ELPA members had participated in various lectures, workshops and symposia at the International Liver Congress (ILCTM ) during the 51st annual meeting of the European Association for the Study of the Liver (EASL), held in Barcelona 13th – 17th April 2016.
Like every year since its foundation in 2005, the European Liver Patients’ Association (ELPA) had a promotional booth in the exhibition area, organized a symposium entitled “ New Hepatitis C antivirals: Is universal access still a dream?”, held the Annual general meeting, the Board meeting and a ELPA training day.
On April 14th Echosens donated ELPA with FibroScan® 530 Compact at its booth. This mobile device is intended to be used for non-profit liver screening campaigns throughout Europe.
ELPA president was honoured to address more than 10.000 congress participants at the Opening session and stressed:
…the fight for political recognition of viral hepatitis and the huge opportunity to eliminate it is not yet won. The European Commission struggles internally to adopt an EU Policy Framework on HIV, Hepatitis and TB, which has been envisaged for quite some time now, but where little progress appears to be made.
To me, it is clear that the European Commission needs our help. We need to demonstrate consensus on what is needed to eliminate Hepatitis at European, national and local level.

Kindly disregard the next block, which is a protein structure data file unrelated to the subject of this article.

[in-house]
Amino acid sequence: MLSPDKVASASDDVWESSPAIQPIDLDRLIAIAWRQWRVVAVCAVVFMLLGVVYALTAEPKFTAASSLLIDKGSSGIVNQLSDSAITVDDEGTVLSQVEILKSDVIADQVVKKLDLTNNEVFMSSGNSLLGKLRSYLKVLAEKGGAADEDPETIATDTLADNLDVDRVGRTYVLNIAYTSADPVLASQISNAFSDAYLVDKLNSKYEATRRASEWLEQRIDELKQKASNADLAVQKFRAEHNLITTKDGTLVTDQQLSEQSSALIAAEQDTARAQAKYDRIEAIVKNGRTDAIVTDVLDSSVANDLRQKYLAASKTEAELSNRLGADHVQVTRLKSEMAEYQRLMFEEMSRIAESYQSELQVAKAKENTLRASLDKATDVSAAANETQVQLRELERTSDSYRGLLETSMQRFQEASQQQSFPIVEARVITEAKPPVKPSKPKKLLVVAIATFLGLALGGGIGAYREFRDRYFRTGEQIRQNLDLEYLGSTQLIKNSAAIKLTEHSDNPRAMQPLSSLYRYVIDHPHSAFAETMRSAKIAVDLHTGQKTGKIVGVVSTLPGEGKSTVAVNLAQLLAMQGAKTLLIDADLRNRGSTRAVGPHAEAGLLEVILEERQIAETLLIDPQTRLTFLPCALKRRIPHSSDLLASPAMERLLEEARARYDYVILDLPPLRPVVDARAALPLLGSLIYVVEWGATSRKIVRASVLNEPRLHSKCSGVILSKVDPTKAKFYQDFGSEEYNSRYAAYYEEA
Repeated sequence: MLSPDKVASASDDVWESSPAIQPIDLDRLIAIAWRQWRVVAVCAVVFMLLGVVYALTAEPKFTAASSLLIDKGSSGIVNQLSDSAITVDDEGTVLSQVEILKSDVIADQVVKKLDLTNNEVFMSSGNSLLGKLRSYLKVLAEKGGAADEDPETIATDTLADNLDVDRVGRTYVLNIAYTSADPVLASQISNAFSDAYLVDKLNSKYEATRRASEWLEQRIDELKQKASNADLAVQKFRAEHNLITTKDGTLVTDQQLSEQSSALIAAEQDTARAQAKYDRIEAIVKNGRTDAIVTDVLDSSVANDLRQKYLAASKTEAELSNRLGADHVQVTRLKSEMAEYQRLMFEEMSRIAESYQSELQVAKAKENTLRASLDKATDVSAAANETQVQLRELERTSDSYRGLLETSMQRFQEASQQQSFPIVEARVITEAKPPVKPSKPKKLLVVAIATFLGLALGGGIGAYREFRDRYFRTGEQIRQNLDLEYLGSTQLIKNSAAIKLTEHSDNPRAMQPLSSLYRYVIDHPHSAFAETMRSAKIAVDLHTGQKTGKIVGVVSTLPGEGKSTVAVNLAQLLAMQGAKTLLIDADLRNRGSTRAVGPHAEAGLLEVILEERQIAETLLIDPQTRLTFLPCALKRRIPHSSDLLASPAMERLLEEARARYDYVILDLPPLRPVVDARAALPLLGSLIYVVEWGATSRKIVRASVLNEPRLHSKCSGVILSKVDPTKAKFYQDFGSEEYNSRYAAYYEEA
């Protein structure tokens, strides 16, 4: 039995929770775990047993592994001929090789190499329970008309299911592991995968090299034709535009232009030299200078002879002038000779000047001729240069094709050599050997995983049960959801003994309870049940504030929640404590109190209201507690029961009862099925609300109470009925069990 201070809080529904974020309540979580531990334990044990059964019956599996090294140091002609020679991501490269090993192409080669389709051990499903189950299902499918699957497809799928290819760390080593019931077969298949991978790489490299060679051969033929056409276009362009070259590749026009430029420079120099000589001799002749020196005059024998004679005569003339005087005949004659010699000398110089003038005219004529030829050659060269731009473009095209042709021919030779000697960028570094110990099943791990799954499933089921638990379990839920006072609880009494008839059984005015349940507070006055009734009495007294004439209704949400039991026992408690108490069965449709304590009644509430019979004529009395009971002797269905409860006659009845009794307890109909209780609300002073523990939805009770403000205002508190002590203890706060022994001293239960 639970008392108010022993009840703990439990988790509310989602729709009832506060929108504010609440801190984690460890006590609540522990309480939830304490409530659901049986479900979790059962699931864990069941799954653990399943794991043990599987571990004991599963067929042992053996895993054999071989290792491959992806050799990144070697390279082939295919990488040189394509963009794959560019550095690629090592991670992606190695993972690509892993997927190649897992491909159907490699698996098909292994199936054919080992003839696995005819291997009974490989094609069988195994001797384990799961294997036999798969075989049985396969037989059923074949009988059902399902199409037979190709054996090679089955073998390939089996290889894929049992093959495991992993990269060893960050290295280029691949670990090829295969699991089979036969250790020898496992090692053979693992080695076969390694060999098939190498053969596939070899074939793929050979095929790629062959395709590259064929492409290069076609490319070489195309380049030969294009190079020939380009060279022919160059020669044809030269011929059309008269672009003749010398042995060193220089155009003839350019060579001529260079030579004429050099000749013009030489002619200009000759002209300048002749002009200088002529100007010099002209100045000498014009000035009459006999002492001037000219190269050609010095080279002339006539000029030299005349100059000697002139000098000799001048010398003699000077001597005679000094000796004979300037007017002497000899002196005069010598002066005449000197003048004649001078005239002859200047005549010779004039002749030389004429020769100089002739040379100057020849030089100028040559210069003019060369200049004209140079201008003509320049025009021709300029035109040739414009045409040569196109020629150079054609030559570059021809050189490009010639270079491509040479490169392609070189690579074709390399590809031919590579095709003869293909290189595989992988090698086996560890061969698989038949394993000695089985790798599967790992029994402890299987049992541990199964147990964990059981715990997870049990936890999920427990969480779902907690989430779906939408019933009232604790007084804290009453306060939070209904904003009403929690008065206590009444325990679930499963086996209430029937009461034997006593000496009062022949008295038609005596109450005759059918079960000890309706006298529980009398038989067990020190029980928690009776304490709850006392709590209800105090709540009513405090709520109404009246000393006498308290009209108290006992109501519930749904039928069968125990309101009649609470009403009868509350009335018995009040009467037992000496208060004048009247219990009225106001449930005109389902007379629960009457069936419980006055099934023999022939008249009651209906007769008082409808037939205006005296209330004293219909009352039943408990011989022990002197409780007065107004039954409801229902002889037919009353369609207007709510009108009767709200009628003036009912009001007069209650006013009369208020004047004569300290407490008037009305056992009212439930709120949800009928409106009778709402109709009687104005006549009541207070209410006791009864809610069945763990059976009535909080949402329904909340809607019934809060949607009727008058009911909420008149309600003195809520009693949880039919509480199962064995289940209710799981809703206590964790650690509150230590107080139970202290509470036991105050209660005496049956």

Policymakers, public health experts, healthcare professionals and patients need to come together to look at primary and secondary prevention, access and prevention of re-infection, and to develop strategies on how to best approach the different risk groups.
As for the global level, let me reiterate what I said at the Hepatitis C Policy Summit in Brussels in February. We need a UN Declaration on Hepatitis. The fact that there are currently discussions on updating the Dublin Declaration on HIV should makes us think – why not include Hepatitis, as well as TB? Each of these diseases should be included in their own right in an updated Dublin Declaration.
Generally, the future is in exploiting synergies wherever possible.
We need to be clever and also investigate how we can exploit synergies between prevention, diagnosis, and management of other diseases to optimize health systems outcomes.
Chronic diseases, including chronic liver diseases, are diagnosed far too late, and primary care is underutilised for both prevention and diagnosis. Non-alcoholic fatty liver disease – NASH – is a case in point here. The problem is that primary care professionals frequently do not have the tight tools available. Health check ups frequently do not include liver enzyme tests, and healthcare professionals are usually not rewarded for an early and correct diagnosis – in fact, just the contrary.
Let me conclude: A lot has been achieved in terms of therapy, but a lot more needs to be done to reduce the burden of liver disease. Let’s ensure that we, as the European liver community, have the right arguments in place to convince policymakers and stakeholders that we can win this fight- Hepatitis elimination is the first big opportunity to seize on the way.